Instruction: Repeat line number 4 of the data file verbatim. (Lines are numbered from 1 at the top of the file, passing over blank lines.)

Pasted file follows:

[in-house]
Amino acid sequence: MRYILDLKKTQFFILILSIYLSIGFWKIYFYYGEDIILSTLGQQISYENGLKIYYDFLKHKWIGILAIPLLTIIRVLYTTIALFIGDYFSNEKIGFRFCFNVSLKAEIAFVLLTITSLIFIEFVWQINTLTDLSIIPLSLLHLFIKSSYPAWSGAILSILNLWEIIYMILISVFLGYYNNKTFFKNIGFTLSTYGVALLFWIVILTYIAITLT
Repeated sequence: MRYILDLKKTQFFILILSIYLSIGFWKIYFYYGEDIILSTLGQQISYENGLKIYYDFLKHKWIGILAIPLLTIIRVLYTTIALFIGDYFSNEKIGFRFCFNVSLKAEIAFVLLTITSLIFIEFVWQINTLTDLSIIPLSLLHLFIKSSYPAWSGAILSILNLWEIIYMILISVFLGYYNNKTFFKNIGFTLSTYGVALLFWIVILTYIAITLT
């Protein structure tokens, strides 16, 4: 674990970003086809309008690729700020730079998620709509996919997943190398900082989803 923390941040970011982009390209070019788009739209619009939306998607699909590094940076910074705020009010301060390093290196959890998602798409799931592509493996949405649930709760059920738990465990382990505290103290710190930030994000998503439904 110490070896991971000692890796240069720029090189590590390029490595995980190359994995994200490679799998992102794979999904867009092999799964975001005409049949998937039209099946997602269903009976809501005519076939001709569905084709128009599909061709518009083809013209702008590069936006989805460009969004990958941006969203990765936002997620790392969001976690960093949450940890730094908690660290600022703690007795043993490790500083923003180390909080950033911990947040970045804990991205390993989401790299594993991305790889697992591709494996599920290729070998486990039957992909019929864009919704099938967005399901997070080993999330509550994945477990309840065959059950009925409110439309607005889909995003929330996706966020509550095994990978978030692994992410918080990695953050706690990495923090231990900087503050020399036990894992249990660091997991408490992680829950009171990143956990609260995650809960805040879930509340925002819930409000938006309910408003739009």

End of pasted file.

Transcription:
């Protein structure tokens, strides 16, 4: 674990970003086809309008690729700020730079998620709509996919997943190398900082989803 923390941040970011982009390209070019788009739209619009939306998607699909590094940076910074705020009010301060390093290196959890998602798409799931592509493996949405649930709760059920738990465990382990505290103290710190930030994000998503439904 110490070896991971000692890796240069720029090189590590390029490595995980190359994995994200490679799998992102794979999904867009092999799964975001005409049949998937039209099946997602269903009976809501005519076939001709569905084709128009599909061709518009083809013209702008590069936006989805460009969004990958941006969203990765936002997620790392969001976690960093949450940890730094908690660290600022703690007795043993490790500083923003180390909080950033911990947040970045804990991205390993989401790299594993991305790889697992591709494996599920290729070998486990039957992909019929864009919704099938967005399901997070080993999330509550994945477990309840065959059950009925409110439309607005889909995003929330996706966020509550095994990978978030692994992410918080990695953050706690990495923090231990900087503050020399036990894992249990660091997991408490992680829950009171990143956990609260995650809960805040879930509340925002819930409000938006309910408003739009």